Presentation Type

Poster

Title of Abstract

What's New? A Study of Novelty P3 Stability.

Abstract

The stability of a brain response (Event Related Potential, or ERP) is investigated to determine the change in amplitude occurring within an individual after repeated elicitations of the brain component. This ERP component, the Novelty P3, is known to be elicited in response to task irrelevant, novel events. Testing the repeatability of the Novelty P3 over time indicates whether the component can continue to be elicited if the stimulus is no longer novel to the individual. Participants complete the same task four times weekly. The task is designed as an auditory oddball paradigm in which participants are asked to distinguish between two relevant stimuli (tones). One of the task relevant tones is presented a greater number of times than the second task relevant tone. An unexpected, irrelevant sound is infrequently intermixed to elicit the Novelty P3. The infrequent task relevant tone elicits a second ERP component known as the P300. The P300 has been established to have amplitude stability within individuals after repeated stimulus exposure, and has been used to develop applications such as the P300 Brain Computer Interface (BCI). The Novelty P3 will be applied to assess sub-concussive brain injury, if found to have good within subject stability.

Categories

Behavioral Sciences

Research Type

Research Assistant

Mentor Information

Dr. Yael Arbel

This document is currently not available here.

Share

COinS
 

What's New? A Study of Novelty P3 Stability.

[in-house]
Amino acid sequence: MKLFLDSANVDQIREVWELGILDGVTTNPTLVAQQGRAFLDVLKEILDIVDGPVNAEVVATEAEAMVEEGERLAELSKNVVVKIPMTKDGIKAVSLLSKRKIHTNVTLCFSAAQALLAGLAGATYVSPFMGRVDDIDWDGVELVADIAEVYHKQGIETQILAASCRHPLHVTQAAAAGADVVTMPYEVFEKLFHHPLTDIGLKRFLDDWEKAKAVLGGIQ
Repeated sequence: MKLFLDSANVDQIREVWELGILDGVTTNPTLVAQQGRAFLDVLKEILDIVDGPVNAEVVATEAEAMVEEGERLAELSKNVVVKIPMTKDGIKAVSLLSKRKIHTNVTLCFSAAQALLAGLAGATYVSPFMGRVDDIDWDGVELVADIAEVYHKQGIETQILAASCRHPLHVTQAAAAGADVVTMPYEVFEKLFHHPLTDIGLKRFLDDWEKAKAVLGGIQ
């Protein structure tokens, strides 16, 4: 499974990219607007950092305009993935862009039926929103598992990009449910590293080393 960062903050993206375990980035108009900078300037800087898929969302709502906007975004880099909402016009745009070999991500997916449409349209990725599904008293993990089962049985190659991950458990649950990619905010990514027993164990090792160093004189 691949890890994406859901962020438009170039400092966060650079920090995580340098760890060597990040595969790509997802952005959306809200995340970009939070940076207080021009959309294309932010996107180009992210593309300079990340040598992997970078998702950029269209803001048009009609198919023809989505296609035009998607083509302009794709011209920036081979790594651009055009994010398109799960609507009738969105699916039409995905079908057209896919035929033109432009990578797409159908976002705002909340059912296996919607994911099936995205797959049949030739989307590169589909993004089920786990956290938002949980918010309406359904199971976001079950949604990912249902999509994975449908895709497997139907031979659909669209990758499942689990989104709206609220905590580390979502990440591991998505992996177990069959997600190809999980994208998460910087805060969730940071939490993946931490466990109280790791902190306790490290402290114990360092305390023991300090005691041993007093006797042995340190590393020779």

The stability of a brain response (Event Related Potential, or ERP) is investigated to determine the change in amplitude occurring within an individual after repeated elicitations of the brain component. This ERP component, the Novelty P3, is known to be elicited in response to task irrelevant, novel events. Testing the repeatability of the Novelty P3 over time indicates whether the component can continue to be elicited if the stimulus is no longer novel to the individual. Participants complete the same task four times weekly. The task is designed as an auditory oddball paradigm in which participants are asked to distinguish between two relevant stimuli (tones). One of the task relevant tones is presented a greater number of times than the second task relevant tone. An unexpected, irrelevant sound is infrequently intermixed to elicit the Novelty P3. The infrequent task relevant tone elicits a second ERP component known as the P300. The P300 has been established to have amplitude stability within individuals after repeated stimulus exposure, and has been used to develop applications such as the P300 Brain Computer Interface (BCI). The Novelty P3 will be applied to assess sub-concussive brain injury, if found to have good within subject stability.